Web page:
A newfound appreciation of rugged landscapes as natural and cultural treasures, allied with a desire to avoid the profligate commercialism that had sullied the natural resplendence of Niagara Falls, underscored the early American national park movement. Mindful of attempts by businessmen to capitalize on the popularity of the Yosemite Valley and the Mariposa Grove of Big Trees since their discovery in the early 1850s, Congress ceded forty square miles in the High Sierras to the State of California for "public use, resort, and recreation" in 1864. Eight years later, in 1872, the government withdrew 3,300 square miles of rocky terrain, spouting geysers, and plunging waterfalls in Wyoming and Montana territories to create Yellowstone National Park. The establishment of Yellowstone "as a public park or pleasuring-ground for the benefit and enjoyment of the people" is generally regarded as the formal beginning of the national park system. While the protective ideals encompassed in the Yellowstone Act resembled the Yosemite example, the size of the Rocky Mountain reserve, together with its federal jurisdiction, proved unprecedented. The setting aside of vast swaths of land under the auspices of governmental protection represented a significant exception to the culture of acquisition and conquest that predominated in nineteenth-century American society, although the smooth passage of the Yellowstone bill in part reflected the worthlessness of the high country for extractive or agricultural purposes.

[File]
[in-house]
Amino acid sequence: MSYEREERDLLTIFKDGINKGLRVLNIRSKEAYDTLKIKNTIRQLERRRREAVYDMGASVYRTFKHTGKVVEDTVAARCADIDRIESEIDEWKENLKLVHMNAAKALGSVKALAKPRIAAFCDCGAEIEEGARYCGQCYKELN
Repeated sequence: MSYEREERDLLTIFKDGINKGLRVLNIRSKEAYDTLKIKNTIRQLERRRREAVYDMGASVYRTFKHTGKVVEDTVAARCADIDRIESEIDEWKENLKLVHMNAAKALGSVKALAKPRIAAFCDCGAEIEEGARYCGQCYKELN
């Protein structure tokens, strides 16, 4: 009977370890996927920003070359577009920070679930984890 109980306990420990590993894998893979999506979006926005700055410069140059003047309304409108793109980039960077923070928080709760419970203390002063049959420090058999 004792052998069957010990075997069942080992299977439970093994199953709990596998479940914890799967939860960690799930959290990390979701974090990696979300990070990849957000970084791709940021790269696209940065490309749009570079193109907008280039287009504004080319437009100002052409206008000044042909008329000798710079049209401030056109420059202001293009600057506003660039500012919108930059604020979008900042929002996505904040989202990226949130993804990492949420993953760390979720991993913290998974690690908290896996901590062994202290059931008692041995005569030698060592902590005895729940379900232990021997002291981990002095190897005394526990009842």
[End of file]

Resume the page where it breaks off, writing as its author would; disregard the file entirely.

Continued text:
Despite the precedent established in Yellowstone, it took eighteen years for Congress to found another park that endured into the twentieth century, as Mackinac National Park, Michigan (1875), was abolished in 1895. Aided by railroad companies eager to profit from park-related tourism, the movement to furnish additional national parks gained momentum in the 1890s. Yosemite, General Grant, and Sequoia, all in California, attained national park status in 1890, reflecting burgeoning desires to protect grandiose western scenery. Dedicated in 1899, Mount Rainier, Washington, became the first reserve to be labeled a national park in its enabling legislation.